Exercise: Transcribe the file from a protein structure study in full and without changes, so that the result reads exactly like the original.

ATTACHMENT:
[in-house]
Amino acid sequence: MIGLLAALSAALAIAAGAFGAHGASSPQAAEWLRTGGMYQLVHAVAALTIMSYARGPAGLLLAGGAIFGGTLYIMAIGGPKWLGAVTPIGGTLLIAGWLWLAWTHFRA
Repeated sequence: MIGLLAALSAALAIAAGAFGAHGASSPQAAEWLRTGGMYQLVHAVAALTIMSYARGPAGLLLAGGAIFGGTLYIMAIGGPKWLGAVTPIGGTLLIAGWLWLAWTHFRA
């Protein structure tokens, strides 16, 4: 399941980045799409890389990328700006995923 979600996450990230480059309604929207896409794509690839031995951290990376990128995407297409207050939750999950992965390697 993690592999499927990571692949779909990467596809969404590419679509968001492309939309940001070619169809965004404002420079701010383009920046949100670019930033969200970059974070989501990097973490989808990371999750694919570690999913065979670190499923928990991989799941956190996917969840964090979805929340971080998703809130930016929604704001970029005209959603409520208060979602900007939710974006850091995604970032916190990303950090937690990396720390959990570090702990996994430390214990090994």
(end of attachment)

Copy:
[in-house]
Amino acid sequence: MIGLLAALSAALAIAAGAFGAHGASSPQAAEWLRTGGMYQLVHAVAALTIMSYARGPAGLLLAGGAIFGGTLYIMAIGGPKWLGAVTPIGGTLLIAGWLWLAWTHFRA
Repeated sequence: MIGLLAALSAALAIAAGAFGAHGASSPQAAEWLRTGGMYQLVHAVAALTIMSYARGPAGLLLAGGAIFGGTLYIMAIGGPKWLGAVTPIGGTLLIAGWLWLAWTHFRA
């Protein structure tokens, strides 16, 4: 399941980045799409890389990328700006995923 979600996450990230480059309604929207896409794509690839031995951290990376990128995407297409207050939750999950992965390697 993690592999499927990571692949779909990467596809969404590419679509968001492309939309940001070619169809965004404002420079701010383009920046949100670019930033969200970059974070989501990097973490989808990371999750694919570690999913065979670190499923928990991989799941956190996917969840964090979805929340971080998703809130930016929604704001970029005209959603409520208060979602900007939710974006850091995604970032916190990303950090937690990396720390959990570090702990996994430390214990090994």